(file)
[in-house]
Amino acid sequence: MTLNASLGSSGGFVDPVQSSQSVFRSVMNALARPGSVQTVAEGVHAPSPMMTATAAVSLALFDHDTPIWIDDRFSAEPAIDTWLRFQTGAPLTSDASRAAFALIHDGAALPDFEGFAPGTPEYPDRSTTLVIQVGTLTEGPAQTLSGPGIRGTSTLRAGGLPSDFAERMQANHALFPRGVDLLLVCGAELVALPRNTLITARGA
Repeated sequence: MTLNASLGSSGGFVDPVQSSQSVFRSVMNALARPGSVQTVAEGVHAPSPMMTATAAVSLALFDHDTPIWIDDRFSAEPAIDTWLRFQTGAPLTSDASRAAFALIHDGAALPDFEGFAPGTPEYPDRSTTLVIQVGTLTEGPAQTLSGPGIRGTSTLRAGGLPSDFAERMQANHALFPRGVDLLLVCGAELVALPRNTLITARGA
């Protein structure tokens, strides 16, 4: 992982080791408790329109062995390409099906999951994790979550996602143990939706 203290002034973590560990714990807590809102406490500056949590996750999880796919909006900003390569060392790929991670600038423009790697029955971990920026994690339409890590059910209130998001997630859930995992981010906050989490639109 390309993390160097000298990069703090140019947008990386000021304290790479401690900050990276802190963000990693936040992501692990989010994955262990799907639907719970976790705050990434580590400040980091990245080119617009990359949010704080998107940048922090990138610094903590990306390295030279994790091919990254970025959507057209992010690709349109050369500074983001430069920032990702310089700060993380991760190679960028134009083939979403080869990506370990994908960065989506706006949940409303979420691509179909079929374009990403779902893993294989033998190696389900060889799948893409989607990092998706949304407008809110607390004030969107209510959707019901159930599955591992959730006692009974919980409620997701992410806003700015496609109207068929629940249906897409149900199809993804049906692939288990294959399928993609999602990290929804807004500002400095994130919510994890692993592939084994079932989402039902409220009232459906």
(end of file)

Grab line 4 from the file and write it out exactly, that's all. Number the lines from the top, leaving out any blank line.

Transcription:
């Protein structure tokens, strides 16, 4: 992982080791408790329109062995390409099906999951994790979550996602143990939706 203290002034973590560990714990807590809102406490500056949590996750999880796919909006900003390569060392790929991670600038423009790697029955971990920026994690339409890590059910209130998001997630859930995992981010906050989490639109 390309993390160097000298990069703090140019947008990386000021304290790479401690900050990276802190963000990693936040992501692990989010994955262990799907639907719970976790705050990434580590400040980091990245080119617009990359949010704080998107940048922090990138610094903590990306390295030279994790091919990254970025959507057209992010690709349109050369500074983001430069920032990702310089700060993380991760190679960028134009083939979403080869990506370990994908960065989506706006949940409303979420691509179909079929374009990403779902893993294989033998190696389900060889799948893409989607990092998706949304407008809110607390004030969107209510959707019901159930599955591992959730006692009974919980409620997701992410806003700015496609109207068929629940249906897409149900199809993804049906692939288990294959399928993609999602990290929804807004500002400095994130919510994890692993592939084994079932989402039902409220009232459906």